I’m a card-carrying member of three parent school associations. I write the weekly newsletter for the special-education parents’ group and help organize social events for disabled kids. But my involvement is minimal compared to the extraordinary efforts by others who raise money for schools in our town. With fundraising skills honed by former careers in business and law, these parents tap into the deep pockets of residents to collect large sums of money, which purchase items as small as a doormat in front of the school for muddy boots to costly gifts, like Chromebooks for every child. These groups also assist those in the community who are less affluent, providing college scholarships and helping create social connections for marginalized families with special-needs children.
But is all this work from parent-school groups—work that is done with the best of intentions—unfairly increasing advantages in already privileged communities? Are my volunteer activities magnifying the differences between rich and poor school districts? Education policy experts disagree about the impact of these groups in schools.
Parents often raise money for their schools through local affiliates of the national Parent Teacher Association or, more commonly, independent parent-teacher organizations. Booster clubs support specific activities at local schools, such as sports teams, raising money for football gear, cultural field trips, and the like. Some towns also establish nonprofit, parent-run foundations, that assist public schools but operate independently from the district. Corporations and individuals receive tax benefits for their donations to these groups.
Clearly, affluent communities have greater financial resources to support their schools. Parents there also have the time and social capital needed to organize elaborate fundraisers and fill out the lengthy legal paperwork required to establish these foundations. With these enormous resources, parents in affluent communities can raise far more money for their schools than parents in other locations.
This extreme fundraising prowess is seen in wealthy communities across the country. Some parents groups at elite public schools in New York City, for example, raise so much money that their schools have earned the nickname “public privates.” School foundations at places like Brooklyn Tech, raise millions to fund science equipment, guest lecturers, and scholarships for summer programs. An elementary school in a wealthy area of Chicago raised $400,000 in one night with an auction that included airfare to vacation homes (while another school in a less-affluent neighborhood raised only $8,000 for the entire year with bake sales and book fairs). The school foundation for Woodside, California, will hold an auction in May that includes six tickets, a makeover, and a limo to a Taylor Swift concert (valued at $3,700), a shopping spree at a jewelry store (valued at $15,000), and a week at a vacation home in the Hamptons (valued at $15,000).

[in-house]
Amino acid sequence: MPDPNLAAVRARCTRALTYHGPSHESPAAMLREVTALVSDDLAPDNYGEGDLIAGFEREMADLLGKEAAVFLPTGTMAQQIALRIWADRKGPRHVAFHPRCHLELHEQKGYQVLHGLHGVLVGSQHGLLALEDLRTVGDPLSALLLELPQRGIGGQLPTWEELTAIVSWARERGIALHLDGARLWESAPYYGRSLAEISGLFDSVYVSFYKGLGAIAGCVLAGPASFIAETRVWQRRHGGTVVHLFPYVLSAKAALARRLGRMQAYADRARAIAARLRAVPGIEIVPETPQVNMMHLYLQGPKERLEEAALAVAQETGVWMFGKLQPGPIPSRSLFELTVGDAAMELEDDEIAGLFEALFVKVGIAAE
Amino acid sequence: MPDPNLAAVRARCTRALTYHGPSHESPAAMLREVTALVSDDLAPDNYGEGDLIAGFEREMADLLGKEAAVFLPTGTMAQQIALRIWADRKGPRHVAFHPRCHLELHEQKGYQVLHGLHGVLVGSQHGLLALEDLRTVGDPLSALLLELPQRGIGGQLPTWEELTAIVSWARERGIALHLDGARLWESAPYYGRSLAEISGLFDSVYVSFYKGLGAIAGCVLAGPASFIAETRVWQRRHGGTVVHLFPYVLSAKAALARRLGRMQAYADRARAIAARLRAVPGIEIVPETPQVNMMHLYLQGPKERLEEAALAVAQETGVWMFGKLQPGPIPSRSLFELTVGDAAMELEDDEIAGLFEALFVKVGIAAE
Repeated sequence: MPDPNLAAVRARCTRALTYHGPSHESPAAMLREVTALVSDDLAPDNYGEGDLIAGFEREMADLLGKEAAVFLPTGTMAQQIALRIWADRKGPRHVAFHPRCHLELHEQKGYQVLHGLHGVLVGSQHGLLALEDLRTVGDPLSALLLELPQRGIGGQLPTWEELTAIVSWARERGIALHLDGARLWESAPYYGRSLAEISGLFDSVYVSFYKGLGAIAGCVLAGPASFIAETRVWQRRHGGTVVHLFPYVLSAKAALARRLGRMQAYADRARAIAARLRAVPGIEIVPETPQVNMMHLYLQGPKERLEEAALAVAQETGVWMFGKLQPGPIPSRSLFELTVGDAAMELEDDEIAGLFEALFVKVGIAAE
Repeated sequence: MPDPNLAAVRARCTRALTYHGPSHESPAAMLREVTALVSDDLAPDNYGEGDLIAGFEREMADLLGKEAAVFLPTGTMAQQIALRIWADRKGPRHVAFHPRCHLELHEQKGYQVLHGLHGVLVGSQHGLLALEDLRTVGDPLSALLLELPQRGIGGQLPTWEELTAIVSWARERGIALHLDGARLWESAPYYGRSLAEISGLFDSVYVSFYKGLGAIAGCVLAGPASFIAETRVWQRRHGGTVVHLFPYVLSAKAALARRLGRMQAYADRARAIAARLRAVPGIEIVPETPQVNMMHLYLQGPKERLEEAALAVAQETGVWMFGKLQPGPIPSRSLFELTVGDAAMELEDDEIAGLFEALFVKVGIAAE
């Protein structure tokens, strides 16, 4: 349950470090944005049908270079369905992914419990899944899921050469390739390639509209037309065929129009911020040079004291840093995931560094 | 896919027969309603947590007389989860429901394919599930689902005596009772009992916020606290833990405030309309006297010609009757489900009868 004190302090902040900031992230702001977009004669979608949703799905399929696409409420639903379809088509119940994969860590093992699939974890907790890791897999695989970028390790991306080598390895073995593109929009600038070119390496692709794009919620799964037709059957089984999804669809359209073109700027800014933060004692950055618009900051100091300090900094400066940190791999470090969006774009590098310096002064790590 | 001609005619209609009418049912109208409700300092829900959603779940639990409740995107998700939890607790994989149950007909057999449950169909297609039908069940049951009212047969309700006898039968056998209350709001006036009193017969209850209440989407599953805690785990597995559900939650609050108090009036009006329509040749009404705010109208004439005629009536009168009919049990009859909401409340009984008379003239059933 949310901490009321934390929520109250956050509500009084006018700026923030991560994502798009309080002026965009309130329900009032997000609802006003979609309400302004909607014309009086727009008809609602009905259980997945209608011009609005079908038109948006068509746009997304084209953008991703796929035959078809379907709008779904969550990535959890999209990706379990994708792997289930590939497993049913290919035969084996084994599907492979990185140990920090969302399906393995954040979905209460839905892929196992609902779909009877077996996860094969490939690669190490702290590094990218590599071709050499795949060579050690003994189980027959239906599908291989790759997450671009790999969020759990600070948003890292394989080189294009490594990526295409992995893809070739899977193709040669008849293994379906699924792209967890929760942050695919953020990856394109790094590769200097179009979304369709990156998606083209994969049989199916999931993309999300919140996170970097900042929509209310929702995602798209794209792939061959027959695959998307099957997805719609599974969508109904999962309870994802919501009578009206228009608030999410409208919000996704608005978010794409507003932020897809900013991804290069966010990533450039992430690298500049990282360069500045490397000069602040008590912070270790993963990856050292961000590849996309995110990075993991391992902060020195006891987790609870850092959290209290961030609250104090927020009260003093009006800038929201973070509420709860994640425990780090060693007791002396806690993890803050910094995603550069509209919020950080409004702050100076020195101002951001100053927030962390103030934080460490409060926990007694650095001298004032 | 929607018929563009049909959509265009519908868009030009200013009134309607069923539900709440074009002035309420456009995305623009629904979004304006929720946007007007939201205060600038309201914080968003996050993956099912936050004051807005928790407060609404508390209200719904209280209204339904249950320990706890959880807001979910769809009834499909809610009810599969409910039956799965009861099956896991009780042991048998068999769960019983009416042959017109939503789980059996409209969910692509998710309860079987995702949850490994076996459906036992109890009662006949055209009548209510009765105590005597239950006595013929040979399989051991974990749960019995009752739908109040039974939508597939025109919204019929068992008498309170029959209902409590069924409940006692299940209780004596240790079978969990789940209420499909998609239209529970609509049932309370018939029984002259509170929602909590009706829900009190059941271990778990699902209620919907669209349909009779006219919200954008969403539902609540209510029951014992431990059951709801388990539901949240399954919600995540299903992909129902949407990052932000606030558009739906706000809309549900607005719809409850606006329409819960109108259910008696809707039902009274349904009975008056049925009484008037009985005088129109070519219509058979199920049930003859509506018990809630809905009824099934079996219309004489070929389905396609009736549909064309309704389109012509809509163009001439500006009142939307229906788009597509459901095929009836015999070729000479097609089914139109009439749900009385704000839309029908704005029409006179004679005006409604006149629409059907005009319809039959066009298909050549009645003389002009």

Ashlyn Nelson and Beth Gazley from Indiana University found that the number of parent-led groups raising at least $25,000 annually jumped from 3,500 in 1995 to 11,500 in 2010. These groups collected about $880 million total in 2010. Not surprisingly, these successful groups were concentrated in wealthy communities.
In a 2013 New York Times op-ed, Rob Reich, a professor of political science and education at Stanford and the co-director of the university’s Center on Philanthropy and Civil Society, critiqued the fundraising efforts of parents in wealthy communities. “Charity like this is not relief for the poor. It is, in fact, the opposite,” he wrote. “Private giving to public schools widens the gap between rich and poor. It exacerbates inequalities in financing. It is philanthropy in the service of conferring advantage on the already well-off.” In an interview, Reich told me that wealthy communities often collect millions of dollars not by selling cupcakes at bake sales but by holding auctions with items that include tickets to the Super Bowl. Their proceeds, he contended, purchase items for their school that go far beyond additional niceties, such as lights on the football field, and are connected to the core enrichment of the school district, including science labs, performing arts centers, technology, and additional personnel, ultimately giving these students even more of competitive edge over their peers in poorer neighborhoods.